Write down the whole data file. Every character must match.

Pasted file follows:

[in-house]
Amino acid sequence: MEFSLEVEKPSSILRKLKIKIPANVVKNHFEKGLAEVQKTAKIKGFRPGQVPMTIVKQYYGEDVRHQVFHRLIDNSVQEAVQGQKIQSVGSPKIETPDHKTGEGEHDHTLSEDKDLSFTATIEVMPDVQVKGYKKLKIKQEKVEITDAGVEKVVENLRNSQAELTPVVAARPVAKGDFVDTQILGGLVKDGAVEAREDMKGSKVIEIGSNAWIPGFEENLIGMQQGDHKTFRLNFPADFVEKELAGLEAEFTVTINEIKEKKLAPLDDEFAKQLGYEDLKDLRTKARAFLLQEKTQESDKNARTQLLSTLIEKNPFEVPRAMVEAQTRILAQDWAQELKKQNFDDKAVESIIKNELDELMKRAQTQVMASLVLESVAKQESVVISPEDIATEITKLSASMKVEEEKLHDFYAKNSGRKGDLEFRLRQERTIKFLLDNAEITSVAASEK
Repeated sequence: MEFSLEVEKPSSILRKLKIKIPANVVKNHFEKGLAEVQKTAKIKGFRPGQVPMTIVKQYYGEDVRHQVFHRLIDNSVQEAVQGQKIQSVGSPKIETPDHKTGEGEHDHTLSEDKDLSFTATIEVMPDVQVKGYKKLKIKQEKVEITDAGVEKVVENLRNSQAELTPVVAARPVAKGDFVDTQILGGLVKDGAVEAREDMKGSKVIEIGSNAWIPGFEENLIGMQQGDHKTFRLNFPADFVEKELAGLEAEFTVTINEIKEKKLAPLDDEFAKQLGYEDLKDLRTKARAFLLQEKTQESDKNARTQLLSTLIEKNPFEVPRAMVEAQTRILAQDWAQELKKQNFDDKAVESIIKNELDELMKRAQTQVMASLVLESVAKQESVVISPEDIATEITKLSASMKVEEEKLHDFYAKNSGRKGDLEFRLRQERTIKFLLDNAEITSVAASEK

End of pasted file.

[in-house]
Amino acid sequence: MEFSLEVEKPSSILRKLKIKIPANVVKNHFEKGLAEVQKTAKIKGFRPGQVPMTIVKQYYGEDVRHQVFHRLIDNSVQEAVQGQKIQSVGSPKIETPDHKTGEGEHDHTLSEDKDLSFTATIEVMPDVQVKGYKKLKIKQEKVEITDAGVEKVVENLRNSQAELTPVVAARPVAKGDFVDTQILGGLVKDGAVEAREDMKGSKVIEIGSNAWIPGFEENLIGMQQGDHKTFRLNFPADFVEKELAGLEAEFTVTINEIKEKKLAPLDDEFAKQLGYEDLKDLRTKARAFLLQEKTQESDKNARTQLLSTLIEKNPFEVPRAMVEAQTRILAQDWAQELKKQNFDDKAVESIIKNELDELMKRAQTQVMASLVLESVAKQESVVISPEDIATEITKLSASMKVEEEKLHDFYAKNSGRKGDLEFRLRQERTIKFLLDNAEITSVAASEK
Repeated sequence: MEFSLEVEKPSSILRKLKIKIPANVVKNHFEKGLAEVQKTAKIKGFRPGQVPMTIVKQYYGEDVRHQVFHRLIDNSVQEAVQGQKIQSVGSPKIETPDHKTGEGEHDHTLSEDKDLSFTATIEVMPDVQVKGYKKLKIKQEKVEITDAGVEKVVENLRNSQAELTPVVAARPVAKGDFVDTQILGGLVKDGAVEAREDMKGSKVIEIGSNAWIPGFEENLIGMQQGDHKTFRLNFPADFVEKELAGLEAEFTVTINEIKEKKLAPLDDEFAKQLGYEDLKDLRTKARAFLLQEKTQESDKNARTQLLSTLIEKNPFEVPRAMVEAQTRILAQDWAQELKKQNFDDKAVESIIKNELDELMKRAQTQVMASLVLESVAKQESVVISPEDIATEITKLSASMKVEEEKLHDFYAKNSGRKGDLEFRLRQERTIKFLLDNAEITSVAASEK